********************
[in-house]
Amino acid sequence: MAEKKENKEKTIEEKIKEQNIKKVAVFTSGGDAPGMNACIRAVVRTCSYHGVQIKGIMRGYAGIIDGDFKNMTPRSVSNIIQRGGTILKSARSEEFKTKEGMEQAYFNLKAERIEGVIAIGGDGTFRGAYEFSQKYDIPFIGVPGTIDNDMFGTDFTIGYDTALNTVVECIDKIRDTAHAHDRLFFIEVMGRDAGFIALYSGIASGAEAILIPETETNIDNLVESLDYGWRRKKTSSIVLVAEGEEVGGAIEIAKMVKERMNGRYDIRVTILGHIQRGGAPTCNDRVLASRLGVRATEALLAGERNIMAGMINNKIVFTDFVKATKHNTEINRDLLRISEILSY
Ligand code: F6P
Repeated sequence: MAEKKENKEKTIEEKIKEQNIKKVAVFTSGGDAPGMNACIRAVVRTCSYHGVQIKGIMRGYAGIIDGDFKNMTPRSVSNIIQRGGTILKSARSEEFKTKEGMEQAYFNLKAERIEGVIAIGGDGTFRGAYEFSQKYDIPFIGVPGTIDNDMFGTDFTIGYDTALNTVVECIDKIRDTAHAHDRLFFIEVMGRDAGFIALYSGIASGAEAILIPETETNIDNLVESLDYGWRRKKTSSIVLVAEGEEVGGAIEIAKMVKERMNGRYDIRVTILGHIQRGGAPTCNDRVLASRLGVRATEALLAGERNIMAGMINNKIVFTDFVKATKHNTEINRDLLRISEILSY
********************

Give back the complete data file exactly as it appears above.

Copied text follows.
[in-house]
Amino acid sequence: MAEKKENKEKTIEEKIKEQNIKKVAVFTSGGDAPGMNACIRAVVRTCSYHGVQIKGIMRGYAGIIDGDFKNMTPRSVSNIIQRGGTILKSARSEEFKTKEGMEQAYFNLKAERIEGVIAIGGDGTFRGAYEFSQKYDIPFIGVPGTIDNDMFGTDFTIGYDTALNTVVECIDKIRDTAHAHDRLFFIEVMGRDAGFIALYSGIASGAEAILIPETETNIDNLVESLDYGWRRKKTSSIVLVAEGEEVGGAIEIAKMVKERMNGRYDIRVTILGHIQRGGAPTCNDRVLASRLGVRATEALLAGERNIMAGMINNKIVFTDFVKATKHNTEINRDLLRISEILSY
Ligand code: F6P
Repeated sequence: MAEKKENKEKTIEEKIKEQNIKKVAVFTSGGDAPGMNACIRAVVRTCSYHGVQIKGIMRGYAGIIDGDFKNMTPRSVSNIIQRGGTILKSARSEEFKTKEGMEQAYFNLKAERIEGVIAIGGDGTFRGAYEFSQKYDIPFIGVPGTIDNDMFGTDFTIGYDTALNTVVECIDKIRDTAHAHDRLFFIEVMGRDAGFIALYSGIASGAEAILIPETETNIDNLVESLDYGWRRKKTSSIVLVAEGEEVGGAIEIAKMVKERMNGRYDIRVTILGHIQRGGAPTCNDRVLASRLGVRATEALLAGERNIMAGMINNKIVFTDFVKATKHNTEINRDLLRISEILSY